President Trump’s gamble with Iran will reach an inflection point next month when his administration reimposes American sanctions meant to apply severe economic pressure on the government in Tehran.
These draconian penalties, part of Mr. Trump’s May 8 decision to withdraw the United States from the 2015 deal to limit Iran’s nuclear program, do more than repudiate the approach of his predecessor. They represent a radical break from America’s closest allies in Britain, France and Germany, who remain firmly committed to the deal.
In resuming sanctions, Mr. Trump hopes to force Iran to capitulate to unrealistic American demands, including ending all its nuclear activity and ceasing its military role in Syria and Yemen.
It’s unclear whether the administration has really considered the potential consequences of its actions. They may have the opposite effect of what is intended, by strengthening Iran’s hard-liners and stoking more regional instability.
Iran was promised sanctions relief in return for sharply curtailing its nuclear ambitions, but never reaped the expected benefits even though it continues to abide by its commitments, as the International Atomic Energy Agency has concluded in a dozen reports.
Crucially, Mr. Trump has failed to enlist Britain, France, Germany, Russia and China — the major powers that joined the United States in negotiating the nuclear deal — in his anti-Iran crusade. The Europeans say the deal is in their national security interest; they resent that Mr. Trump has unilaterally upended it.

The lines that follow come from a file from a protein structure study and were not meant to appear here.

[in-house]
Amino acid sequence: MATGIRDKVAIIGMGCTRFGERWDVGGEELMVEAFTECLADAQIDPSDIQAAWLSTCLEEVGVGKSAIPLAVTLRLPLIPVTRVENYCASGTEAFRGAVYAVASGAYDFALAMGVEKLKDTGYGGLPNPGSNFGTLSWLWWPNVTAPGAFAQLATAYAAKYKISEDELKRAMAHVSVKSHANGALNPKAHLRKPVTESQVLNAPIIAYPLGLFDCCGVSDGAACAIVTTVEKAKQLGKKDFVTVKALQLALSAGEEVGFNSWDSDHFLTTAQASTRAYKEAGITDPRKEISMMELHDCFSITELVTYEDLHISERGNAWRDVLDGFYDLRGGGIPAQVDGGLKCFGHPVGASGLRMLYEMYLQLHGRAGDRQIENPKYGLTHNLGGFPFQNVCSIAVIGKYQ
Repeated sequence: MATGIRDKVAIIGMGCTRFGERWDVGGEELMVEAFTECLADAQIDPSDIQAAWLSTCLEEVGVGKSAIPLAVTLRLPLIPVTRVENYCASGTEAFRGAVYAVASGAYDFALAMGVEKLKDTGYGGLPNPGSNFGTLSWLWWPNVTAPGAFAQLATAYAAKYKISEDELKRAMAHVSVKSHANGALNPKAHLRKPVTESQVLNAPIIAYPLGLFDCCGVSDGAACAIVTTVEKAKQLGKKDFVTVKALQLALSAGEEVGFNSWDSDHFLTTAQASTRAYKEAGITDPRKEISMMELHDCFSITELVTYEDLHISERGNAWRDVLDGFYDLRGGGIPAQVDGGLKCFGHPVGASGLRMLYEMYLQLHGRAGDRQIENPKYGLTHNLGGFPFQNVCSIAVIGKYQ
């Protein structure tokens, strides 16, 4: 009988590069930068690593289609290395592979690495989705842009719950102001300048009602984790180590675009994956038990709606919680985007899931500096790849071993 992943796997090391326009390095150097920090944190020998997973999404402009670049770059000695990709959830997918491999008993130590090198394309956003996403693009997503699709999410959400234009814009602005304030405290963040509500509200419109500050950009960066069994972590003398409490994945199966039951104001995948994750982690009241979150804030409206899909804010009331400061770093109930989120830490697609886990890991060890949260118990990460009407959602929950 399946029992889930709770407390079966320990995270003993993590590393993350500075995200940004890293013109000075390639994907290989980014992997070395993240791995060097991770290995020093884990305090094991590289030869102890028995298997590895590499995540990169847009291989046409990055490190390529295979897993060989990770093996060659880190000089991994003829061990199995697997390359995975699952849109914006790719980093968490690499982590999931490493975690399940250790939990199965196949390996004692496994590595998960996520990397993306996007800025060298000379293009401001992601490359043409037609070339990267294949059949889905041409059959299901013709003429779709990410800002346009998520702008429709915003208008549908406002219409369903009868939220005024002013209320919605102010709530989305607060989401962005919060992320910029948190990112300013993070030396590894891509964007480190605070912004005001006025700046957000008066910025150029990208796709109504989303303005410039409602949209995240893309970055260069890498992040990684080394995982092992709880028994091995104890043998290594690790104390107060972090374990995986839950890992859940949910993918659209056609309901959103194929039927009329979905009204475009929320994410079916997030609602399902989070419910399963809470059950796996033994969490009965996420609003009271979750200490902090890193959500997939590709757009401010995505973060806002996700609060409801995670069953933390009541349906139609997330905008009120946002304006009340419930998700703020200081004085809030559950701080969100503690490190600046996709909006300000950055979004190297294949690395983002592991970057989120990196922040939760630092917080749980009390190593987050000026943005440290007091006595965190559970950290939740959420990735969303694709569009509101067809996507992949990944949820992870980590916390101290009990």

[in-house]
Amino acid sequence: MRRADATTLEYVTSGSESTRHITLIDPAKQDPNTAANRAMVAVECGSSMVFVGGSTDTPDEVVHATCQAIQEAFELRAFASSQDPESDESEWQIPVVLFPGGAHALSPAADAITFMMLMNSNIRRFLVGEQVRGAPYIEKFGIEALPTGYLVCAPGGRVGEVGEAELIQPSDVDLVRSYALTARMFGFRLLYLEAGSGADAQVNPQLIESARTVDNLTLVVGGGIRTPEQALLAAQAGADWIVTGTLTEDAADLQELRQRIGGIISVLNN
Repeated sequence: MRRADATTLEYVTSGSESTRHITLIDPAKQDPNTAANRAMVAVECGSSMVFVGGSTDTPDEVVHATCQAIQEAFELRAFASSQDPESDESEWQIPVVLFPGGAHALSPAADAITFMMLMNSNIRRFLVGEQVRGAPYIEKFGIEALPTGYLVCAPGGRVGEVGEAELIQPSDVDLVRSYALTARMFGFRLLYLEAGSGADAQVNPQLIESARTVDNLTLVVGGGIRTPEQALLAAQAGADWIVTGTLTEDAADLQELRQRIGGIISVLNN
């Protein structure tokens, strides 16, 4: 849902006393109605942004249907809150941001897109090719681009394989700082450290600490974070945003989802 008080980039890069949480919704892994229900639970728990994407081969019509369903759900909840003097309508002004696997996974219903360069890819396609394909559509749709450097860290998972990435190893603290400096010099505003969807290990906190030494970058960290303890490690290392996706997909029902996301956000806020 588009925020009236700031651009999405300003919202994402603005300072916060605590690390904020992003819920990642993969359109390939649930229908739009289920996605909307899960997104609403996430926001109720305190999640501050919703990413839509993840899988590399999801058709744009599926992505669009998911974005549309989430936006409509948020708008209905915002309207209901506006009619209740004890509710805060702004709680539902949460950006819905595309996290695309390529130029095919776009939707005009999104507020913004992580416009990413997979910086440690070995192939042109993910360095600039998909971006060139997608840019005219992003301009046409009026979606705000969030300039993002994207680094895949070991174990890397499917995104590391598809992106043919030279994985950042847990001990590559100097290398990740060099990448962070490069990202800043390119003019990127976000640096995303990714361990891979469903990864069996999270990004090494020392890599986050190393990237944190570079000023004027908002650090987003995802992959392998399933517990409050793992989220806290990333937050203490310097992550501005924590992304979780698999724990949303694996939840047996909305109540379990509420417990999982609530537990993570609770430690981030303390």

And now the Europeans are trying to save it by developing a financial mechanism that would skirt American sanctions by enabling their companies to trade oil in local currencies or barter rather than in dollars. The aim is to create an alternative way to move money in and out of Iran when Western banks, handcuffed by Mr. Trump’s sanctions, won’t do it.
All the parties face a moment of truth after Nov. 4, when, Mr. Trump has decreed, any country or company trading with Iran will be barred from doing transactions with American financial institutions.
The European plan to get around the American sanctions reflects the depth of allied outrage over Mr. Trump. Whether it can work is another story. Major European companies, like the French oil giant Total, fearful of being shut out of the American market, have already cut ties with Iran. And some doubt that the mechanism will ever be put in place.
Some analysts say it could eventually benefit competitors eager to replace the dollar as the world’s dominant currency and do long-term damage to the United States.
Mr. Trump faces other trouble as well. No matter how painful the reimposed sanctions are, they won’t be as effective as when the major powers were united in their enforcement. China, India and Japan have signaled a willingness to continue at least some purchases from Iran.
As history shows, sanctions are most effective when they are applied judiciously and with broad international support. Conversely, the United States and its partners must be willing to remove sanctions when the target country changes its behavior.